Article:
A recent U.S. Supreme Court decision on private property rights has human trafficking experts, including former law enforcement officers, advocates, and attorneys, worried that trafficked laborers will now be left without anyone looking out for them. These advocates say union organizers are among the first to recognize signs of labor trafficking.
In the Cedar Point Nursery v Hassid decision, announced in late June, the Supreme Court decided to uphold private property rights over organizing rights, prohibiting California union organizers from fields and bunkhouses.
The conservative majority held that the access regulations allowed “physical invasion” of the land without compensation.
Increasingly, many farmworkers are indigenous Mexicans. In many cases, they do not speak, read, or write English or Spanish, and may be unaware of their rights while working in the U.S. That makes them vulnerable to labor abuses or trafficking.
“A lot of these workers are living in labor camps owned by the employer, are transported to and from their worksites, and these folks are isolated,” said Elizabeth Strater, United Farm Workers Director of Strategic Campaigns. “They never leave their employers’ property. In some instances, they are isolated by design.”
What is labor trafficking?
Labor trafficking is a form of human trafficking. It involves forcing or coercing someone to provide labor or services, such as picking produce in the fields or washing dishes in a restaurant.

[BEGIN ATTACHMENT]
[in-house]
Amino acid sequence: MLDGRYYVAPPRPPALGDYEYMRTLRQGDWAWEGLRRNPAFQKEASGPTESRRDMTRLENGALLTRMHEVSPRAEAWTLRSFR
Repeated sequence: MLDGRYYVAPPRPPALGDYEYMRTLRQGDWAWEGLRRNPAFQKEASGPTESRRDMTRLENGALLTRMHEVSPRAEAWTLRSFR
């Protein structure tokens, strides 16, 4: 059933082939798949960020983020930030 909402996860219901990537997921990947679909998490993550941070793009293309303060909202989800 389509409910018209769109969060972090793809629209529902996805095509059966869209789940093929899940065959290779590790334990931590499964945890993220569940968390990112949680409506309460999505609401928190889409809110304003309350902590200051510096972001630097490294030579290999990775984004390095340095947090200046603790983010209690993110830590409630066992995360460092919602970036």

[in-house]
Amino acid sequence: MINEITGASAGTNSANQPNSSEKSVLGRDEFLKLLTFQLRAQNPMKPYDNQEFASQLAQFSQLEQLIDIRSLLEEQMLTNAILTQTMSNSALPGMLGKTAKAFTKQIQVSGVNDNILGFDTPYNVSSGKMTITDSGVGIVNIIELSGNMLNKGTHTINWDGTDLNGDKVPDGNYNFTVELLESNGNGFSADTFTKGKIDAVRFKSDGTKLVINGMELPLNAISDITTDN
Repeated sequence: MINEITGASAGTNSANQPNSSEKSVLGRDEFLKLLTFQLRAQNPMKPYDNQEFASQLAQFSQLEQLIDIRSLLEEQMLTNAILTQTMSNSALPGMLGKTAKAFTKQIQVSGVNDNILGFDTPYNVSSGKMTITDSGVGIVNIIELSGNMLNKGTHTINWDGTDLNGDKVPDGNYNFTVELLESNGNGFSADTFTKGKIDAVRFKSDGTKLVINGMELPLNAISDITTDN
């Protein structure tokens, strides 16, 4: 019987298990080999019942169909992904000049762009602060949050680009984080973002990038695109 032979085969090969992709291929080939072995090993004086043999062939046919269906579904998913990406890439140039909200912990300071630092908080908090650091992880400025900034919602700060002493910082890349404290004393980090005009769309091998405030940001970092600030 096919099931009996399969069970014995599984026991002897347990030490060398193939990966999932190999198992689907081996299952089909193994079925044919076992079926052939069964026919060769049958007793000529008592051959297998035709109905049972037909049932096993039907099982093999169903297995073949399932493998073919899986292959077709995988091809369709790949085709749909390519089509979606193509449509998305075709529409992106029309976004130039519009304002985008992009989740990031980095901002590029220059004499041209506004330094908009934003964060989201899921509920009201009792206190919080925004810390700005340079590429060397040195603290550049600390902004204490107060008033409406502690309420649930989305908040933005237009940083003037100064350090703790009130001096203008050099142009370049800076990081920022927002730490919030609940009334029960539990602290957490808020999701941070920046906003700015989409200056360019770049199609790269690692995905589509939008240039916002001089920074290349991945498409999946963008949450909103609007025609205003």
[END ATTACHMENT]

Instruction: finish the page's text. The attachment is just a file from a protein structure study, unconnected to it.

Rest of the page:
California’s Department of Justice estimates that up to 17,500 trafficking victims are brought into the country annually. Men, women, entire families, and children as young as 5 years old have been found to be victims of labor trafficking in agriculture, working as migrant or seasonal farmworkers harvesting and packing crops or raising animals, according to the National Human Trafficking Hotline.
Given its enormous agricultural sector, Monterey County Deputy District Attorney Greg Peterson said the county is likely a leading county for labor trafficking. However, experts say it is significantly underreported and under-enforced in comparison to sex trafficking.
“I believe that labor trafficking is hiding in plain sight,” said Stephany Powell, director of law enforcement training and survivor services for the National Center on Sexual Exploitation. “How many times do we drive past agricultural places and see people picking cherries or vegetables? Your assumption is if they’re out there doing that in plain sight that it must be okay. You aren’t even thinking that these people are underpaid, not being paid at all, or are being kept in living conditions that no one would live in.”